Antiochus I Soter Seleucid Kingdom Ancient Greek Coin APOLLO Lyre Rare i31826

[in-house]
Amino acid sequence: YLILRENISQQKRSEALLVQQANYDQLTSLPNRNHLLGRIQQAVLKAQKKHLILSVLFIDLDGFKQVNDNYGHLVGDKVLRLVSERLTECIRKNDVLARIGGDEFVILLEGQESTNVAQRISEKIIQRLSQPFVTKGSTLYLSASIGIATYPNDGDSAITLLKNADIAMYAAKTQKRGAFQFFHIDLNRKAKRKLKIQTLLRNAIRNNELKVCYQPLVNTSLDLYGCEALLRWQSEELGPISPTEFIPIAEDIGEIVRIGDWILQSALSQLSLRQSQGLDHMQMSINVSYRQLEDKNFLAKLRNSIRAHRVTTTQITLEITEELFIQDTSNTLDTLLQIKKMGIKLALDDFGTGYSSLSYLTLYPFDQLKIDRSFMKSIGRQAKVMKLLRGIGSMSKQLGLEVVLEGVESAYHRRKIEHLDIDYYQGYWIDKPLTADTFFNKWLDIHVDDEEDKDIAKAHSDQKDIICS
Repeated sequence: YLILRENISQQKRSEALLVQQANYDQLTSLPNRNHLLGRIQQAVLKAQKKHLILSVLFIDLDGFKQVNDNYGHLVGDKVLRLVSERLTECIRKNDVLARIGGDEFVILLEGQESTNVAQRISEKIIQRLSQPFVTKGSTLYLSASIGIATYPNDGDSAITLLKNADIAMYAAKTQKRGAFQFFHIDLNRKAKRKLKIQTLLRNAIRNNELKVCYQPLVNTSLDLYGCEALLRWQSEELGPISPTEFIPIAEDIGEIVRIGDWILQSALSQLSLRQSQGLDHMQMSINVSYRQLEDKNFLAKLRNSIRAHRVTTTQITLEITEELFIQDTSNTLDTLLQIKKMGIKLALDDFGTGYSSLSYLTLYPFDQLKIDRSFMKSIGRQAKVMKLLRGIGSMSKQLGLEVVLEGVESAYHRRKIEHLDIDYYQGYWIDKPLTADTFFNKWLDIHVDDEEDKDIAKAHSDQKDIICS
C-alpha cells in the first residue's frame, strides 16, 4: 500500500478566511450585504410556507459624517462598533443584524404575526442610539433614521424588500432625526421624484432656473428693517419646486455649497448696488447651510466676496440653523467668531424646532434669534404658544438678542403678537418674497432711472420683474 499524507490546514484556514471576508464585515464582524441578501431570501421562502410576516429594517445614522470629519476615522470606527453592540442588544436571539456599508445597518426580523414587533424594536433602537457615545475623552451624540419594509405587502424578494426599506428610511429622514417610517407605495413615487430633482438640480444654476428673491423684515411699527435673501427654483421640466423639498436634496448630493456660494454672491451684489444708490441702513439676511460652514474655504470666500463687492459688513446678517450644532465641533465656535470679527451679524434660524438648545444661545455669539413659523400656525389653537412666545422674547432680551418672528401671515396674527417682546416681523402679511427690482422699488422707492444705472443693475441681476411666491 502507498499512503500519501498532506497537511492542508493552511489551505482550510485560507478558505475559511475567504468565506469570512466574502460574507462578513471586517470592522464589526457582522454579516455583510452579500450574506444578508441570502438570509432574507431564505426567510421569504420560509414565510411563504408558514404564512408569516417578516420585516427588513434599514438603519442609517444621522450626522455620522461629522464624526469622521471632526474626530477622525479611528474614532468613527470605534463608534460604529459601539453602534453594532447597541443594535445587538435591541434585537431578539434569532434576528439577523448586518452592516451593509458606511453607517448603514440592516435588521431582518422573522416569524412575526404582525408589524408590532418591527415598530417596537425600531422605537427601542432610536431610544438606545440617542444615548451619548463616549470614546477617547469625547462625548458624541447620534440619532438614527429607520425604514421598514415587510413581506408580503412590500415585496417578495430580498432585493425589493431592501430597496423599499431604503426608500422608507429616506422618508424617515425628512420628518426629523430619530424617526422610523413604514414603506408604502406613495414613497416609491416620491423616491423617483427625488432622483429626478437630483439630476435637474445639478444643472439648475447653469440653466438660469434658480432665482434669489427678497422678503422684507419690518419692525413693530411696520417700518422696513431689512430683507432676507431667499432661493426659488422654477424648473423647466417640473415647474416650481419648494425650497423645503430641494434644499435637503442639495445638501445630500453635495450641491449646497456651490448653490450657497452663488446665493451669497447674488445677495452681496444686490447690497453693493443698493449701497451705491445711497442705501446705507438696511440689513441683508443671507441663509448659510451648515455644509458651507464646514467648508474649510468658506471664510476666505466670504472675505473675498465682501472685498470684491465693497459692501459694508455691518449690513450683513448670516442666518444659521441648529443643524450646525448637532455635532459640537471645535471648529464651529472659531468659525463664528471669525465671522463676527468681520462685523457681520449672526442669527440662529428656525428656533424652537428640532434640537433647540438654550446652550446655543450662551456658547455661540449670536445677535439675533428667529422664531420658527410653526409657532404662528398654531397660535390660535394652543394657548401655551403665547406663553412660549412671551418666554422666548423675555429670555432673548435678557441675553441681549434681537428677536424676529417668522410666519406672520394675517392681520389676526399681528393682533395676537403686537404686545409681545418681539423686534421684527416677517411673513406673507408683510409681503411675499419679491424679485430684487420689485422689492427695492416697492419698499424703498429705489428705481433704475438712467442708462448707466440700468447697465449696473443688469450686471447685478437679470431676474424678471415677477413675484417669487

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Seller: Top-Rated Seller highrating_lowprice (21,425) 100%, Location: Rego Park, New York, Ships to: Worldwide, Item: 321145248028 Item: i31826 Authentic Ancient Coin of: Greek Seleucid Kingdom - Antiochus I, Soter - King: 280-261 B.C. Bronze 13mm (2.21 grams) Struck 280-261 B.C. Reference: Unpublished Type Laureate head of Apollo right. ΒΑΣΙΛΕΩΣ / ANTIOXOY either side of lyre; anchor beneath. * Numismatic Note: Unpublished type. Seleukos was succeeded by his son, Antiochos, who had already been ruler of the eastern satrapies from 293 B.C. Little is known of his reign other than his victory over the Gallic invaders of Asia minor, circa 273 B.C., which earned him the title of Soter - 'Savior' You are bidding on the exact item pictured, provided with a Certificate of Authenticity and Lifetime Guarantee of Authenticity. Apollo Belvedere , ca. 120–140 CE Apollo is one of the most important and complex of the Olympian deities in ancient Greek and Roman religion , Greek and Roman mythology , and Greco –Roman Neopaganism . The ideal of the kouros (a beardless, athletic youth), Apollo has been variously recognized as a god of light and the sun, truth and prophecy, healing, plague, music, poetry, and more. Apollo is the son of Zeus and Leto , and has a twin sister, the chaste huntress Artemis . Apollo is known in Greek-influenced Etruscan mythology as Apulu. As the patron of Delphi (Pythian Apollo), Apollo was an oracular god—the prophetic deity of the Delphic Oracle . Medicine and healing are associated with Apollo, whether through the god himself or mediated through his son Asclepius , yet Apollo was also seen as a god who could bring ill-health and deadly plague . Amongst the god's custodial charges, Apollo became associated with dominion over colonists , and as the patron defender of herds and flocks. As the leader of the Muses (Apollon Musegetes) and director of their choir, Apollo functioned as the patron god of music and poetry. Hermes created the lyre for him, and the instrument became a common attribute of Apollo . Hymns sung to Apollo were called paeans . Apollo (left) and Artemis . Brygos (potter signed), Tondo of an Attic red-figure cup c. 470 BC, Musée du Louvre . In Hellenistic times, especially during the 3rd century BCE, as Apollo Helios he became identified among Greeks with Helios , Titan god of the sun , and his sister Artemis similarly equated with Selene , Titan goddess of the moon In Latin texts, on the other hand, Joseph Fontenrose declared himself unable to find any conflation of Apollo with Sol among the Augustan poets of the 1st century, not even in the conjurations of Aeneas and Latinus in Aeneid XII (161–215). Apollo and Helios/Sol remained separate beings in literary and mythological texts until the 3rd century CE. Etymology Statuette of the Apollo Lykeios type, Museum of the Ancient Agora of Athens (inv. BI 236). Apollo was worshipped throughout the Roman Empire . In the traditionally Celtic lands he was most often seen as a healing and sun god. He was often equated with Celtic gods of similar character. Apollo Atepomarus ("the great horseman" or "possessing a great horse"). Apollo was worshipped at Mauvières (Indre). Horses were, in the Celtic world, closely linked to the sun.[23] Apollo Belenus ('bright' or 'brilliant'). This epithet was given to Apollo in parts of Gaul , Northern Italy and Noricum (part of modern Austria). Apollo Belenus was a healing and sun god.[24] Apollo Cunomaglus ('hound lord'). A title given to Apollo at a shrine in Wiltshire . Apollo Cunomaglus may have been a god of healing. Cunomaglus himself may originally have been an independent healing god.[25] Apollo Grannus . Grannus was a healing spring god, later equated with Apollo. Apollo Maponus. A god known from inscriptions in Britain. This may be a local fusion of Apollo and Maponus . Apollo Moritasgus ('masses of sea water'). An epithet for Apollo at Alesia, where he was worshipped as god of healing and, possibly, of physicians. Apollo Vindonnus ('clear light'). Apollo Vindonnus had a temple at Essarois , near Châtillon-sur-Seine in Burgundy . He was a god of healing, especially of the eyes. Apollo Virotutis ('benefactor of mankind?'). Apollo Virotutis was worshipped, among other places, at Fins d'Annecy (Haute-Savoie) and at Jublains (Maine-et-Loire). Origins The Omphalos in the Museum of Delphi . The cult centers of Apollo in Greece, Delphi and Delos , date from the 8th century BCE. The Delos sanctuary was primarily dedicated to Artemis , Apollo's twin sister. At Delphi, Apollo was venerated as the slayer of Pytho . For the Greeks, Apollo was all the Gods in one and through the centuries he acquired different functions which could originate from different gods. In archaic Greece he was the prophet , the oracular god who in older times was connected with "healing". In classical Greece he was the god of light and of music, but in popular religion he had a strong function to keep away evil. From his eastern-origin Apollo brought the art of inspection from "symbols and omina " (σημεία και τέρατα : semeia kai terata), and of the observation of the omens of the days. The inspiration oracular-cult was probably introduced from Anatolia . The ritualism belonged to Apollo from the beginning. The Greeks created the legalism , the supervision of the orders of the gods, and the demand for moderation and harmony. Apollo became the god of shining youth, the protector of music, spiritual-life, moderation and perceptible order. The improvement of the old Anatolian god, and his elevation to an intellectual sphere, may be considered an achievement of the Greek people. Healer and god-protector from evil The function of Apollo as a "healer" is connected with Paean , the physician of the Gods in the Iliad , who seems to come from a more primitive religion. Paeοn is probably connected with the Mycenean Pa-ja-wo, but the etymology is the only evidence. He did not have a separate cult, but he was the personification of the holy magic-song sung by the magicians that was supposed to cure disease. Later the Greeks knew the original meaning of the relevant song "paean". The magicians were also called "seer-doctors", and they used an ecstatic prophetic art which was used exactly by the god Apollo at the oracles. In the Iliad, Apollo is the healer under the gods, but he is also the bringer of disease and death with his arrows, similar to the function of the terrible Vedic god of disease Rudra .He sends a terrible plague to the Achaeans . The god who sends a disease can also prevent from it, therefore when it stops they make a purifying ceremony and offer him an "hecatomb" to ward off evil. When the oath of his priest appeases, they pray and with a song they call their own god, the beautiful Paean. Some common epithets of Apollo as a healer are "paion" , "epikourios", "oulios", and "loimios" . In classical times, his strong function in popular religion was to keep away evil, and was therefore called "apotropaios" and "alexikakos" , throw away the evil). In later writers, the word, usually spelled "Paean", becomes a mere epithet of Apollo in his capacity as a god of healing . Homer illustrated Paeon the god, and the song both of apotropaic thanksgiving or triumph. Such songs were originally addressed to Apollo, and afterwards to other gods: to Dionysus , to Apollo Helios , to Apollo's son Asclepius the healer. About the 4th century BCE, the paean became merely a formula of adulation; its object was either to implore protection against disease and misfortune, or to offer thanks after such protection had been rendered. It was in this way that Apollo had become recognised as the god of music. Apollo's role as the slayer of the Python led to his association with battle and victory; hence it became the Roman custom for a paean to be sung by an army on the march and before entering into battle, when a fleet left the harbour, and also after a victory had been won. Dorian origin The connection with Dorians and their initiation festival apellai is reinforced by the month Apellaios in northwest Greek calendars, but it can explain only the Doric type of the name, which is connected with the Ancient Macedonian word "pella" (Pella), stone. Stones played an important part in the cult of the god, especially in the oracular shrine of Delphi (Omphalos). The "Homeric hymn" represents Apollo as a Northern intruder. His arrival must have occurred during the "dark ages" that followed the destruction of the Mycenaean civilization , and his conflict with Gaia (Mother Earth) was represented by the legend of his slaying her daughter the serpent Python . The earth deity had power over the ghostly world, and it is believed that she was the deity behind the oracle. The older tales mentioned two dragons who were perhaps intentionally conflated. A female dragon named Delphyne who is obviously connected with Delphi and Apollo Delphinios, and a male serpent Typhon , the adversary of Zeus in the Titanomachy , who the narrators confused with Python . Python was the good daemon of the temple as it appears in Minoan religion, but she was represented as a dragon, as often happens in Northern European folklore as well as in the East. Apollo and his sister Artemis can bring death with their arrows. The conception that diseases and death come from invisible shots sent by supernatural beings, or magicians is common in Germanic and Norse mythology.[35] In Greek mythology Artemis was the leader of the nymphs , who had similar functions with the Nordic Elves.The "elf-shot" originally indicated disease or death attributed to the elves, but it was later attested denoting arrow -heads which were used by witches to harm people, and also for healing rituals. The Vedic Rudra has some similar functions with Apollo. The terrible god is called "The Archer", and the bow is also an attribute of Shiva . Rudra could bring diseases with his arrows, but he was able to free people of them, and his alternative Shiba, is a healer physician god. However the Indo-European component of Apollo, does not explain his strong relation with omens, exorcisms, and with the oracular cult. Minoan origin It seems an oracular cult existed in Delphi from the Mycenaean ages.[53] In historical times, the priests of Delphi were called Labryaden , "the double-axe men", which indicates Minoan origin. The double-axe (λάβρυς:labrys) was the holy symbol of the Cretan labyrinth .[54][55] The Homeric hymn adds that Apollo appeared as a dolphin and carried Cretan priests to Delphi, where they evidently transferred their religious practices. Apollo Delphinios was a sea-god especially worshiped in Crete and in the islands, and his name indicates his connection with Delphi[56] and the holy serpent Delphyne (womb). Apollo's sister Artemis , who was the Greek goddess of hunting, is identified with Britomartis (Diktynna), the Minoan "Mistress of the animals". In her earliest depictions she is accompanied by the "Mister of the animals", a male god of hunting who had the bow as his attribute. We don't know his original name, but it seems that he was absorbed by the more powerful Apollo, who stood by the "Mistress of the animals", becoming her brother.[49] The old oracles in Delphi seem to be connected with a local tradition of the priesthood, and there is not clear evidence that a kind of inspiration-prophecy existed in the temple. This led some scholars to the conclusion that Pythia carried on the rituals in a consistent procedure through many centuries, according to the local tradition. In that regard, the mythical seeress Sibyl of Anatolian origin, with her ecstatic art, looks unrelated to the oracle itself.[57] However, the Greek tradition is referring to the existence of vapours and chewing of laurel-leaves, which seem to be confirmed by recent studies.[58] Plato describes the priestesses of Delphi and Dodona as frenzied women, obsessed by "mania" (μανία:frenzy), a Greek word connected with "mantis" (μάντις:prophet). Frenzied women like Sibyls from whose lips the god speaks are recorded in the Near East as Mari in the second millennium BC.[59] Although Crete had contacts with Mari from 2000 BC,[60] there is no evidence that the ecstatic prophetic art existed during the Minoan and Mycenean ages. It is more probable that this art was introduced later from Anatolia and regenerated an existing oracular cult that was local to Delphi and dormant in several areas of Greece.[61] Anatolian origin A non-Greek origin of Apollo has long been assumed in scholarship.[3] The name of Apollo's mother Leto has Lydian origin, and she was worshipped on the coasts of Asia Minor . The inspiration oracular cult was probably introduced into Greece from Anatolia , which is the origin of Sibyl , and where existed some of the oldest oracular shrines. Omens, symbols, purifications, and exorcisms appear in old Assyro -Babylonian texts, and these rituals were spread into the empire of the Hittites . In a Hittite text is mentioned that the king invited a Babylonian priestess for a certain "purification".[33] A similar story is mentioned by Plutarch . He writes that the Cretan - seer Epimenides, purified Athens after the pollution brought by the Alcmeonidae , and that the seer's expertise in sacrifices and reform of funeral practices were of great help to Solon in his reform of the Athenian state.[62] The story indicates that Epimenides was probably heir to the shamanic religions of Asia, and proves together with the Homericc hymn, that Crete had a resisting religion up to the historical times. It seems that these rituals were dormant in Greece, and they were reinforced when the Greeks migrated to Anatolia . Homer pictures Apollo on the side of the Trojans, fighting against the Achaeans , during the Appaliunas, a tutelary god of Trojan War Wilusa (Troy) in Asia Minor, but the word is not complete.[63] The stones found in front of the gates of Homeric Troy were the symbols of Apollo. The Greeks gave to him the name αγυιεύς agyieus as the protector god of public places and houses who wards off evil, and his symbol was a tapered stone or column.[64] However, while usually Greek festivals were celebrated at the full moon , all the feasts of Apollo were celebrated at the seventh day of the month, and the emphasis given to that day (sibutu) indicates a Babyloniann origin.[65] The Late Bronze Age (from 1700 to 1200 BCE) Hittite and Hurrian Aplu was a god of plague , invoked during plague years. Here we have an apotropaic situation, where a god originally bringing the plague was invoked to end it. Aplu, meaning the son of, was a title given to the god Nergal , who was linked to the Babylonian god of the sun Shamash .[12] Homer interprets Apollo as a terrible god (δεινός θεός) who brings death and disease with his arrows, but who can also heal, possessing a magic art that separates him from the other Greek gods.[66] In Iliad , his priest prays to Apollo Smintheus,[67] the mouse god who retains an older agricultural function as the protector from field rats.[68][69] All these functions, including the function of the healer-god Paean , who seems to have Mycenean origin, are fused in the cult of Apollo. Oracular cult Columns of the Temple of Apollo at Delphi, Greece. Unusually among the Olympic deities, Apollo had two cult sites that had widespread influence: Delos and Delphi . In cult practice, Delian Apollo and Pythian Apollo (the Apollo of Delphi) were so distinct that they might both have shrines in the same locality.[70] Apollo's cult was already fully established when written sources commenced, about 650 BCE. Apollo became extremely important to the Greek world as an oracular deity in the archaic period , and the frequency of theophoric names such as Apollodorus or Apollonios and cities named Apollonia testify to his popularity. Oracular sanctuaries to Apollo were established in other sites. In the 2nd and 3rd century CE, those at Didyma and Clarus pronounced the so-called "theological oracles", in which Apollo confirms that all deities are aspects or servants of an all-encompassing, highest deity . "In the 3rd century, Apollo fell silent. Julian the Apostate (359 - 61) tried to revive the Delphic oracle, but failed In Greek and Roman mythology , Apollo , is one of the most important and diverse of the Olympian deities . The ideal of the kouros (a beardless youth), Apollo has been variously recognized as a god of light and the sun; truth and prophecy; archery ; medicine and healing; music, poetry, and the arts; and more. Apollo is the son of Zeus and Leto, and has a twin sister, the chaste huntress Artemis . Apollo is known in Greek-influenced Etruscan mythology as Apulu. Apollo was worshiped in both ancient Greek and Roman religion , as well as in the modern Greco -Roman Neopaganism . As the patron of Delphi (Pythian Apollo), Apollo was an oracular god — the prophetic deity of the Delphic Oracle . Medicine and healing were associated with Apollo, whether through the god himself or mediated through his son Asclepius , yet Apollo was also seen as a god who could bring ill-health and deadly plague as well as one who had the ability to cure. Amongst the god's custodial charges, Apollo became associated with dominion over colonists , and as the patron defender of herds and flocks. As the leader of the Muses (Apollon Musagetes) and director of their choir, Apollo functioned as the patron god of music and poetry . Hermes created the lyre for him, and the instrument became a common attribute of Apollo. Hymns sung to Apollo were called paeans he became identified among Greeks with Apollo HeliosIn Hellenistic times, especially during the third century BCE, as Helios , god of the sun , and his sister Artemis similarly equated with Selene , goddess of the moon . In Latin texts, on the other hand, Joseph Fontenrose declared himself unable to find any conflation of Apollo with Sol among the Augustan poets of the first century, not even in the conjurations of Aeneas and Latinus in Aeneid XII (161–215). Apollo and Helios/Sol remained separate beings in literary and mythological texts until the third century CE. The lyre (Greek: λύρα) is a stringed musical instrument known for its use in Greek classical antiquity and later. The word comes from the Greek "λύρα" (lyra) and the earliest reference to the word is the Mycenaean Greek ru-ra-ta-e, meaning "lyrists", written in Linear B syllabic script. The earliest picture of a lyre with seven strings appears in the famous sarcophagus of Hagia Triada (a Minoan settlement in Crete ). The sarcophagus was used during the Mycenaean occupation of Crete (1400 BC). The recitations of the Ancient Greeks were accompanied by lyre playing. The lyre of classical antiquity was ordinarily played by being strummed with a plectrum , like a guitar or a zither , rather than being plucked, like a harp. The fingers of the free hand silenced the unwanted strings in the chord. The lyre is similar in appearance to a small harp but with distinct differences. The word lyre can either refer specifically to a common folk-instrument, which is a smaller version of the professional kithara and eastern-Aegean barbiton , or lyre can refer generally to all three instruments as a family. The term is also used metaphorically to refer to the work or skill of a poet , as in Shelley's "Make me thy lyre, even as the forest is" or Byron's "I wish to tune my quivering lyre,/To deeds of fame, and notes of fire" A sacrificial tripodod was a type of altar used by the ancient Greeks. The most famous was the Delphic tripod , on which the Pythian priestess took her seat to deliver the oracles of the deity. The seat was formed by a circular slab on the top of the tripod, on which a branch of laurel was deposited when it was unoccupied by the priestess. In this sense, by Classical times the tripod was sacred to Apollo . The mytheme of Heracles contesting with Apollo for the tripod appears in vase-paintings older than the oldest written literature. The oracle originally may have been related to the primal deity, the Earth. Another well-known tripod was the Plataean Tripod , made from a tenth part of the spoils taken from the Persian army after the Battle of Plataea . This consisted of a golden basin, supported by a bronze serpent with three heads (or three serpents intertwined), with a list of the states that had taken part in the war inscribed on the coils of the serpent. The golden bowl was carried off by the Phocians during the Third Sacred War ; the stand was removed by the emperor Constantine to Constantinople (modern Istanbul ), where it still can be seen in the hippodrome , the Atmeydanı, although in damaged condition, the heads of the serpents disappeared however one is now on display at the nearby Istanbul Archaeology Museums. The inscription, however, has been restored almost entirely. Such tripods usually had three ears (rings which served as handles) and frequently had a central upright as support in addition to the three legs. Tripods frequently are mentioned by Homer as prizes in athletic games and as complimentary gifts; in later times, highly decorated and bearing inscriptions, they served the same purpose. They also were used as dedicatory offerings to the deities, and in the dramatic contests at the Dionysia the victorious choregus (a wealthy citizen who bore the expense of equipping and training the chorus) received a crown and a tripod. He would either dedicate the tripod to some deity or set it upon the top of a marble structure erected in the form of a small circular temple in a street in Athens , called the street of tripods, from the large number of memorials of this kind. One of these, the Choragic Monument of Lysicrates , erected by him to commemorate his victory in a dramatic contest in 335 BC , still stands. The form of the victory tripod, now missing from the top of the Lysicrates monument, has been rendered variously by scholars since the eighteenth century. The scholar Martin L. West writes that the sibyl at Delphi shows many traits of shamanistic practices, likely inherited or influenced from Central Asian practices. He cites her sitting in a cauldron on a tripod, while making her prophecies, her being in an ecstatic trance state, similar to shamans, and her utterings, unintelligible. According to Herodotus (The Histories, I.144), the victory tripods were not to be taken from the temple sanctuary precinct, but left there for dedication. Antiochus I Soter (Greek: Αντίοχος Α' Σωτήρ, i.e. Antiochus the Savior, unknown - 261 BC), was a king of the Hellenistic Seleucid Empire . He reigned from 281 BC - 261 BC. Antiochus I was half Persian , his mother Apama being one of the eastern princesses whom Alexander the Great had given as wives to his generals in 324 BC. In 294 BC, prior to the death of his father Seleucus I , Antiochus married his stepmother, Stratonice , daughter of Demetrius Poliorcetes . His elderly father reportedly instigated the marriage after discovering that his son was in danger of dying of lovesickness. On the assassination of his father in 281 BC, the task of holding together the empire was a formidable one. A revolt in Syria broke out almost immediately. Antiochus was soon compelled to make peace with his father's murderer, Ptolemy Keraunos , apparently abandoning Macedonia and Thrace . In Asia Minor he was unable to reduce Bithynia or the Persian dynasties that ruled in Cappadocia . In 278 BC the Gauls broke into Asia Minor, and a victory that Antiochus won over these hordes is said to have been the origin of his title of Soter (Gr. for "saviour"). At the end of 275 BC the question of Coele-Syria , which had been open between the houses of Seleucus and Ptolemy since the partition of 301 BC, led to hostilities (the First Syrian War ). It had been continuously in Ptolemaic occupation, but the house of Seleucus maintained its claim. War did not materially change the outlines of the two kingdoms, though frontier cities like Damascus and the coast districts of Asia Minor might change hands. His eldest son Seleucus had ruled in the east as viceroy from 275 BC(?) till 268/267 BC; Antiochus put his son to death in the latter year on the charge of rebellion. Circa 262 BC Antiochus tried to break the growing power of Pergamum by force of arms, but suffered defeat near Sardis and died soon afterwards. He was succeeded in 261 BC by his second son Antiochus II Theos . Mariner's Cross The Mariner's Cross is a stylized cross in the shape of an anchor . The Mariner's Cross is also referred to as Saint Clement's Cross in reference to the way he was martyred. The Anchored Cross, or Mariner's Cross , is a stylized cross in the shape of an anchor. It is a symbol which is shaped like a plus sign with anchor -like protrusions at the end of each arm, hence the name Anchored Cross. The symbol can be used to signify 'fresh start' or 'hope'. Cross and Anchor are occasionally a feature of coats of arms in which context they are referred to by the heraldic terms anchry or ancre. The Mariner's Cross is also referred to as St. Clement's Cross in reference to the way he was martyred. The History of the anchor dates back millennia. The most ancient anchors were probably rocks and many rock anchors have been found dating from at least the Bronze Age . Many modern moorings still rely on a large rock as the primary element of their design. However, using pure mass to resist the forces of a storm only works well as a permanent mooring; trying to move a large enough rock to another bay is nearly impossible. The ancient Greeks used baskets of stones, large sacks filled with sand, and wooden logs filled with lead, which, according to Apollonius Rhodius and Stephen of Byzantium , were formed of stone; and Athenaeus states that they were sometimes made of wood. Such anchors held the vessel merely by their weight and by their friction along the bottom. Iron was afterwards introduced for the construction of anchors, and an improvement was made by forming them with teeth, or "flukes", to fasten themselves into the bottom. An anchor frequently appears on the flags and coats of arms of institutions involved with the sea, both naval and commercial, as well as of port cities and seacoast regions and provinces in various countries. There also exists in heraldry the "Anchored Cross", or Mariner's Cross, a stylized cross in the shape of an anchor. The symbol can be used to signify 'fresh start' or 'hope'. The Mariner's Cross is also referred to as St. Clement's Cross, in reference to the way this saint was martyred (being tied to an anchor and thrown from a boat into the Black Sea in 102). Anchored crosses are occasionally a feature of coats of arms in which context they are referred to by the heraldic terms anchry or ancre. A 1914 Russian poster depicting the Triple Entente . Britannia's association with the oceanic British Empire is indicated by her holding a large anchor. The anchor coinage was a series of four denominations of silver coins issued for use in some British colonies in 1820 and 1822. The name comes from the crowned anchor that appears on the obverse of the coins. The denominations were sixteenth, eighth, quarter and half dollars, indicated by the Roman numerals XVI, VIII, IV and II on each side of the anchor. The reverse design was the royal coat of arms. According to Krause & Mishler's Standard Catalog of World Coins,the coins were issued for use in Mauritius and other Indian Ocean colonies, then later circulated in the West Indies . Frequently Asked Questionsions How long until my order is shipped?: Depending on the volume of sales, it may take up to 5 business days for shipment of your order after the receipt of payment. How will I know when the order was shipped?: After your order has shipped, you will be left positive feedback, and that date should be used as a basis of estimating an arrival date. After you shipped the order, how long will the mail take? USPS First Class mail takes about 3-5 business days to arrive in the U.S., international shipping times cannot be estimated as they vary from country to country. I am not responsible for any USPS delivery delays, especially for an international package. What is a certificate of authenticity and what guarantees do you give that the item is authentic? Each of the items sold here, is provided with a Certificate of Authenticity, and a Lifetime Guarantee of Authenticity, issued by a world-renowned numismatic and antique expert that has identified over 10000 ancient coins and has provided them with the same guarantee. 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